May’s changeup came in eight ticks slower than his fastball and hit the zone 50.4%. The SwStr% and O-Swing% on the pitch dropped significantly, which led to the K% on the pitch dropping from 37.5% to 19.2%.
May’s curveball suffered from finding the zone too often. Batters increased their Z-Contact on the pitch 9% and hammered the pitch for a 44.4% HR/FB%.
May’s four seamer came in at a career-high 95.9 mph and got a 16.1% SwStr%. He combined a 34.9% IFFB% with a 33.7% K% to allow a .222 wOBA.
May retooled his slider, slowing it down some and adding more movement and the results were better than in 2018. He got a 30.4% K% and allowed a 104 wRC+.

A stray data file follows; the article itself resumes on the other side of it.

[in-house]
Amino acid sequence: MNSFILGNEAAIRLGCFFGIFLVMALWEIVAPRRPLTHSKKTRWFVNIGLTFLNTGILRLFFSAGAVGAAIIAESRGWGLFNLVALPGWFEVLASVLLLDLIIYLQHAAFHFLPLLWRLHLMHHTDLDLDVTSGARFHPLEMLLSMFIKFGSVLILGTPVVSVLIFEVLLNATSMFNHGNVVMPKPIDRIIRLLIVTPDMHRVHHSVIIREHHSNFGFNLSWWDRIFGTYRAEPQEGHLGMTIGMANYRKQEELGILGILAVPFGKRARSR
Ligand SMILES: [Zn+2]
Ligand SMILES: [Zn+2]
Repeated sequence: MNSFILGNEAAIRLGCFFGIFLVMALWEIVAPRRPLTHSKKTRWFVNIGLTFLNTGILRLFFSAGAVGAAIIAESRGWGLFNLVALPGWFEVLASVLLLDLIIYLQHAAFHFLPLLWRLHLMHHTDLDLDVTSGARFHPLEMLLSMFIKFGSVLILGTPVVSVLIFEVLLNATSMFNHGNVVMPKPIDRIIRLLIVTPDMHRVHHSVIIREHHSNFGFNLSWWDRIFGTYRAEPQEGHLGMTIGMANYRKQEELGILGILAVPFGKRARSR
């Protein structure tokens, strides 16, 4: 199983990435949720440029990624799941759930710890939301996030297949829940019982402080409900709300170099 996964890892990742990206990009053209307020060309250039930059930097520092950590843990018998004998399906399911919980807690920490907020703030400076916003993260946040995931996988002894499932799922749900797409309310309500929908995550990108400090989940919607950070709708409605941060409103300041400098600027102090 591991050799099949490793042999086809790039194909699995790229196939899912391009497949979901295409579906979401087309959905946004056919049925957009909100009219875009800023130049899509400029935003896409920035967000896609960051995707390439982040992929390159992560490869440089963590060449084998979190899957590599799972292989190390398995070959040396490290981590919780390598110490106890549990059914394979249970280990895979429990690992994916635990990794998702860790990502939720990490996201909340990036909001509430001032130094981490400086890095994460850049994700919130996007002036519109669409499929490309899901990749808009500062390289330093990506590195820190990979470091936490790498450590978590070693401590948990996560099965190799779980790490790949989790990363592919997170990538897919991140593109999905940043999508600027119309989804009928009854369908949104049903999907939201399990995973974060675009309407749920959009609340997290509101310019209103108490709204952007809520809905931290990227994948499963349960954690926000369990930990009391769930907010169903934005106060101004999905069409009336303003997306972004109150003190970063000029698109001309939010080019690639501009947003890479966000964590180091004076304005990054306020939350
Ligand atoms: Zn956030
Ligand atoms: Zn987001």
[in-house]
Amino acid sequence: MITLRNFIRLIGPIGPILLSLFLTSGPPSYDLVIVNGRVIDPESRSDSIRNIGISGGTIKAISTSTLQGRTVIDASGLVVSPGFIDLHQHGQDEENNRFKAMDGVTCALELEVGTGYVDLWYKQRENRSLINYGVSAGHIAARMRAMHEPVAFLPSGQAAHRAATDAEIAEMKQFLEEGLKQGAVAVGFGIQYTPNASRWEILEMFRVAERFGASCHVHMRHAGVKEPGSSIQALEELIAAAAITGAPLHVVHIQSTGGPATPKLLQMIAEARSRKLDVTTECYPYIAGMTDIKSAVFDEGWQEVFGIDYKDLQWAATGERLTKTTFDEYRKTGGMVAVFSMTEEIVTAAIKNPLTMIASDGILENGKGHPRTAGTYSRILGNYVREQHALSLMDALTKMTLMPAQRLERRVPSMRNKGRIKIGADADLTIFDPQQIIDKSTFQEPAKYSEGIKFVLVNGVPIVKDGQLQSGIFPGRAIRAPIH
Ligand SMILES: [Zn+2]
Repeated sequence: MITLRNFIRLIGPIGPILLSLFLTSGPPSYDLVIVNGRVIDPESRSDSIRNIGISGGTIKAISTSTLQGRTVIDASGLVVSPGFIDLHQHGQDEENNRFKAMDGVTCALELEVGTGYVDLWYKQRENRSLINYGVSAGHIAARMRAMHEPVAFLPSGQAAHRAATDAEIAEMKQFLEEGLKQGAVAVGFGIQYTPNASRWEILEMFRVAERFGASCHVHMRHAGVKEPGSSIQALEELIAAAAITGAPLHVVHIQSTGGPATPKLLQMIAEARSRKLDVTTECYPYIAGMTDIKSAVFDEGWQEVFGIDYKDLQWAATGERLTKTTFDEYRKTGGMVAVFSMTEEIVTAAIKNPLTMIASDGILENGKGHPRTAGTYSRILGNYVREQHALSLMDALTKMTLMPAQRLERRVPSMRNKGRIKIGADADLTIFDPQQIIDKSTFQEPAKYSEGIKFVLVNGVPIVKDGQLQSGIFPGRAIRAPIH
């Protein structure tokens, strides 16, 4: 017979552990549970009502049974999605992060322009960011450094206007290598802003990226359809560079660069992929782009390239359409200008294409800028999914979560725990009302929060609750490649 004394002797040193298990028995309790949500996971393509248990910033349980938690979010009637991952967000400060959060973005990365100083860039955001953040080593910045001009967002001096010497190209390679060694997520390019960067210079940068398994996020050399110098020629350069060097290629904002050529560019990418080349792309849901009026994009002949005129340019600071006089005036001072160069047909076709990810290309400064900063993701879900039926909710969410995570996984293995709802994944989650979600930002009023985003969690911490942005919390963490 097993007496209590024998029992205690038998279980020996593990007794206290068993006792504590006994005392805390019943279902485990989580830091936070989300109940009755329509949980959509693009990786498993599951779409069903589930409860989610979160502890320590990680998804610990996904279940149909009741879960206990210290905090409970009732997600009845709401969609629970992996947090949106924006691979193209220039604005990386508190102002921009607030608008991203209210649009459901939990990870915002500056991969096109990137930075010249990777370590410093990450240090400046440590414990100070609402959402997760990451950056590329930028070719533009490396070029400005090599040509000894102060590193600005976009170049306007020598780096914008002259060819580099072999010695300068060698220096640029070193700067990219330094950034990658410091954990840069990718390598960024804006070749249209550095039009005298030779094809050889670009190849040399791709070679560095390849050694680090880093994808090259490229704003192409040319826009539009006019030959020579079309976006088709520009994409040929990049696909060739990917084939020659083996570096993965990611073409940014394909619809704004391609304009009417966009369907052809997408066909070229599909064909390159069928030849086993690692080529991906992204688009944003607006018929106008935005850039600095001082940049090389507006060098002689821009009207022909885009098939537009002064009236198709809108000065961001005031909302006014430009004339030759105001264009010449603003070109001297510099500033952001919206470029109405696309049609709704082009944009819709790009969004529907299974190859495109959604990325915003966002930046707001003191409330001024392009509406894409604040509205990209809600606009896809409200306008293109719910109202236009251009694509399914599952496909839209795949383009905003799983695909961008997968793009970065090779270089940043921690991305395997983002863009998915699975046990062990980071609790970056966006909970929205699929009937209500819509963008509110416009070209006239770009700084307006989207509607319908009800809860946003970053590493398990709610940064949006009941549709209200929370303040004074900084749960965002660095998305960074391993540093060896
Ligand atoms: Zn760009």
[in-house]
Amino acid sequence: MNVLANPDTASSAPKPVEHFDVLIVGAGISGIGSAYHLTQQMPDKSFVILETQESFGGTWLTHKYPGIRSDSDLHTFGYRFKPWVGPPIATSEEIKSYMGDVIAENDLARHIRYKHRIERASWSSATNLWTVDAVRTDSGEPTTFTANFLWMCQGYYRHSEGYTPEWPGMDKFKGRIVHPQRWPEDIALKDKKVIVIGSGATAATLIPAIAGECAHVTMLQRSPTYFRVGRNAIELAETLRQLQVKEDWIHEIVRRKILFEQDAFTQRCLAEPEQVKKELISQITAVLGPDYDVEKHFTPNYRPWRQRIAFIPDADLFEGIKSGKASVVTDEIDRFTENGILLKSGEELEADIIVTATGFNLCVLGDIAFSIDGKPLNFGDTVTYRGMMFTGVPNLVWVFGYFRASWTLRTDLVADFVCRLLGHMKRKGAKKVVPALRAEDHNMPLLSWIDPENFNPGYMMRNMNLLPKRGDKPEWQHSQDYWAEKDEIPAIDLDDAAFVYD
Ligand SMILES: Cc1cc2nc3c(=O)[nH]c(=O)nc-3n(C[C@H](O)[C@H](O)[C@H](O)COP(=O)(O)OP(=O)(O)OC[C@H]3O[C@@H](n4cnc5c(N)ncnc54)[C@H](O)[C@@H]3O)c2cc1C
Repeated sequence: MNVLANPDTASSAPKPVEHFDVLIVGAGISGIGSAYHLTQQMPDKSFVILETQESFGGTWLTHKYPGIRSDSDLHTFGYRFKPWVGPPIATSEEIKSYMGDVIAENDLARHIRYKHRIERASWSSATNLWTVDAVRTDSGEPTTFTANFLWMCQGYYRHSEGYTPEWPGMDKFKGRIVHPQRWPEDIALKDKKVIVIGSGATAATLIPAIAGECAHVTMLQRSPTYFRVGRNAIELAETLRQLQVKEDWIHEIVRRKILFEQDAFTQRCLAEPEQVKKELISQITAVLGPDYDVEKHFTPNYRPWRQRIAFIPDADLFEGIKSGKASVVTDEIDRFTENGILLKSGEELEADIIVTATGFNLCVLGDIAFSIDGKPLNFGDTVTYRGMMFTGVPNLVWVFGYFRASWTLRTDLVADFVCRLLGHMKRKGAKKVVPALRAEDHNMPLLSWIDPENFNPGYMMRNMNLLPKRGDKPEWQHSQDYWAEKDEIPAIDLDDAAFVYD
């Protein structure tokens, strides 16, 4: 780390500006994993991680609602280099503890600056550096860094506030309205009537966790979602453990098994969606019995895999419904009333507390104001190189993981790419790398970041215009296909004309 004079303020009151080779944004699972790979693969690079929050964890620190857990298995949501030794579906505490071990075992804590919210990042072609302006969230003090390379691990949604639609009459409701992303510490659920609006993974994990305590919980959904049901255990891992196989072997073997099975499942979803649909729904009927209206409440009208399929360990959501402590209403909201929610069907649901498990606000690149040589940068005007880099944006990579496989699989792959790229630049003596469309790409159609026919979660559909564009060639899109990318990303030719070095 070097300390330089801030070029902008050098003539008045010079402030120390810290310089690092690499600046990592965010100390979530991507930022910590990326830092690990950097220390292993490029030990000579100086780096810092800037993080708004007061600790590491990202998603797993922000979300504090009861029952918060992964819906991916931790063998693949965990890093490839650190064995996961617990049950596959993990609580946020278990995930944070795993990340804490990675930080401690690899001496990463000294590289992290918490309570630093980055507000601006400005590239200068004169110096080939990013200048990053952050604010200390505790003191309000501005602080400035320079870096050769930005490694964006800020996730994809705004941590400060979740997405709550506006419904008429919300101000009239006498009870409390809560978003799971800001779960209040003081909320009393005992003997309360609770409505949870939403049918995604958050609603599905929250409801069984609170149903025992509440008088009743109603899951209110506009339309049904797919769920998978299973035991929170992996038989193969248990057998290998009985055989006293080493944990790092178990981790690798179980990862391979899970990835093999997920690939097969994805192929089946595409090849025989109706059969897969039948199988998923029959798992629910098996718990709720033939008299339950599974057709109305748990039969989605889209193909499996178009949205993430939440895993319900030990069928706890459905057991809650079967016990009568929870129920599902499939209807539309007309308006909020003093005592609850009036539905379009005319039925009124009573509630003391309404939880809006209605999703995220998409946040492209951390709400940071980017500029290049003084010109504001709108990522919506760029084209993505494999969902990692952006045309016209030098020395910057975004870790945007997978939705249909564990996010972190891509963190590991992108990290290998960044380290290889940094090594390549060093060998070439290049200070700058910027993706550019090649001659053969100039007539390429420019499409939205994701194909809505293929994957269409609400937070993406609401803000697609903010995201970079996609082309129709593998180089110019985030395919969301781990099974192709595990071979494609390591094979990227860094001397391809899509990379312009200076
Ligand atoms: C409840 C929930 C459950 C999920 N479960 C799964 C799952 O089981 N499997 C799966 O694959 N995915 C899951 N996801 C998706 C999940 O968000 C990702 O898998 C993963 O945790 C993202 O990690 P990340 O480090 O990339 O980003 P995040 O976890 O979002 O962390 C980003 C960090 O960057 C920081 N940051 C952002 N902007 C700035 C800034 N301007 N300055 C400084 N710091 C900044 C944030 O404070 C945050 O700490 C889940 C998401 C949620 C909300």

May threw his decent 94 mph fastball nearly 60% of the time. He got an astonishing 16.6% whiff rate with it, which helped it draw a 66.2% contact rate. This can make his primary fastball an effective go-to pitch. He may need to find more reliable secondary offerings to improve his repertoire.
May struck hitters out 41% of the time with his curve, his main offspeed pitch. Despite allowing only one hit off this pitch in the few innings he threw, most of the batted balls against it were in the air.
May’s second breaking pitch is his slider, which he threw infrequently. That was probably a good idea, as he allowed many hits in the few at-bats he used it in.
May should consider throwing this changeup more often. With a 72% zone contact rate and nearly a 70% zone rate, he pounded the zone for strikes. If the pitch was hit, it ended up on the ground.